• Credit card issuers will be required to apply any payment above the minimum amount due to the highest interest balance first.
  • Subprime or “fee harvester” credit cards will have fee limits. Fees on a credit card (other than late fees, over-limit fees, or insufficient funds charges) will not be able to exceed more than 25 percent of the credit limit when the account is opened.
  • Credit card issuers will have to include a minimum payment disclosure that explains how long it will take to pay off the existing balance and the total cost in interest fees if the cardholder paid only the minimum amount due. Additionally, card issuers will have to provide minimum payment details and the total cost in interest to pay off the existing balance within 3 years (36 months).
  • Card issuers will have to make account terms and cardholder agreements available to their cardholders on the Internet.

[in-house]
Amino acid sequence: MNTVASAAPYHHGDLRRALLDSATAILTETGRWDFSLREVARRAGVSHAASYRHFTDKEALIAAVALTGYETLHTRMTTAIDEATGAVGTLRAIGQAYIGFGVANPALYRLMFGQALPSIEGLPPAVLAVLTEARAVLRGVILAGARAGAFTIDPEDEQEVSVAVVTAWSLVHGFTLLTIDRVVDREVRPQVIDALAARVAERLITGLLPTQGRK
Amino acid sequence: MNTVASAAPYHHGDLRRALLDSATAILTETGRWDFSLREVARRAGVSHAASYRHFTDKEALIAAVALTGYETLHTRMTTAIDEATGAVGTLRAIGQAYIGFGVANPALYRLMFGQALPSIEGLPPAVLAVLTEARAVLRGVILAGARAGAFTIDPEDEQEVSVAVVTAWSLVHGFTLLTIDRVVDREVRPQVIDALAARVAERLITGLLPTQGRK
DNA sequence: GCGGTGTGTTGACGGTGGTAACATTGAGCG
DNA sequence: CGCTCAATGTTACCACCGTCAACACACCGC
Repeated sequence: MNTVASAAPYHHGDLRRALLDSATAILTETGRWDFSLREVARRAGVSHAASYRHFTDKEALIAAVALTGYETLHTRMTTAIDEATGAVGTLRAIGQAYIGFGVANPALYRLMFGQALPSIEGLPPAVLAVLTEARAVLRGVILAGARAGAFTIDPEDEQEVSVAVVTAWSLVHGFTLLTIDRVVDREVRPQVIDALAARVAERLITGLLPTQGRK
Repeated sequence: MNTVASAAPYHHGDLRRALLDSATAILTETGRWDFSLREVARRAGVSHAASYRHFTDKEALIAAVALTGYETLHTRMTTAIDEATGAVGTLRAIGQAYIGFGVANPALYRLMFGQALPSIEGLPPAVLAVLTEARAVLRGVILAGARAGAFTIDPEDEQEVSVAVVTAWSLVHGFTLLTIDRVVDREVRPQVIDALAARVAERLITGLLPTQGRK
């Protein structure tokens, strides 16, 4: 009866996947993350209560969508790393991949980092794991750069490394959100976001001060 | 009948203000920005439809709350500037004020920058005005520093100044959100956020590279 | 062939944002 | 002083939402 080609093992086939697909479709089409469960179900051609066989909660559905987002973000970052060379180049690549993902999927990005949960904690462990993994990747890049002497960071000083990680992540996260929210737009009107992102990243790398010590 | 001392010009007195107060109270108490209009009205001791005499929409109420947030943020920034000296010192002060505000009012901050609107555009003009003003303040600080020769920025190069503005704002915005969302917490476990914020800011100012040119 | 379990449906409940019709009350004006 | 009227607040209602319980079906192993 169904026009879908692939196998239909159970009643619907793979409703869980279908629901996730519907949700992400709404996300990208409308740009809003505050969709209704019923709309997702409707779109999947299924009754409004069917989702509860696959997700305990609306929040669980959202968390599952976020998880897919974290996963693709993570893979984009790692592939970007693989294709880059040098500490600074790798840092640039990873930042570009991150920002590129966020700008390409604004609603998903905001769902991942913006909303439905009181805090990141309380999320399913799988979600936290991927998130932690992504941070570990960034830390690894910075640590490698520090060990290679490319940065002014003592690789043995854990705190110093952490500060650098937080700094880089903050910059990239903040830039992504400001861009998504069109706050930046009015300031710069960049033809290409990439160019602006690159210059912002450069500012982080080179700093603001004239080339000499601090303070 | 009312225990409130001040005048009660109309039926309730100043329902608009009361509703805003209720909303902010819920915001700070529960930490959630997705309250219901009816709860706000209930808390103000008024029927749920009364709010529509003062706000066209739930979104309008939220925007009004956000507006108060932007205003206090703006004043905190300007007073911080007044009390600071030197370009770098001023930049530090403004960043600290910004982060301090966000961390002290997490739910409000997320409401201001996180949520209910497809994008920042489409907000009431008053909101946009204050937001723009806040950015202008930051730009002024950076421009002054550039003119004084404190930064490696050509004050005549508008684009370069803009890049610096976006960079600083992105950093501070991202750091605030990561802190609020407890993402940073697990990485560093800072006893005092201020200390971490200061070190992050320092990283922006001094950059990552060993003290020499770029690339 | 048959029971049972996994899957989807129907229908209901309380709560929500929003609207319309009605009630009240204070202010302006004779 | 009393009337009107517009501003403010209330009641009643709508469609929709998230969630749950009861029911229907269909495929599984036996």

WHAT THIS ALL MEANS TO THE AVERAGE CARDHOLDER:

The days of the credit card companies being in TOTAL control are GONE.  However, don’t be fooled.  If you are a person who charges frequently and only pays minimum monthly payments, the only difference is that the number of years/DECADES it will take to pay off your debt will be indicated right on your bill.  Under 21 card applicants will need a co-signer.  (Gone are the days of on-campus credit card kiosks where they solicited to student WITHOUT JOBS.)  Also, you will not be charged more than one over-the limit fee per month, and this seems to only be allowed on purchases you made and not because your account went over the limit last month due to interest or other fees.

Sure, the consumer receives additional protection from the CARD Act. However, if you are one of the many “only pay the minimum every month” or you are charging necessities every month (groceries, utilities, cash advances) then NOW is the time to take a second look at your overall financial health. 

If you are a person who sees no way out of your credit card problems, a Chapter 7 bankruptcy might be right for you.  Call Massachusetts Bankruptcy Attorney Kara O’Donnell for a free consultation at (857)526-1355.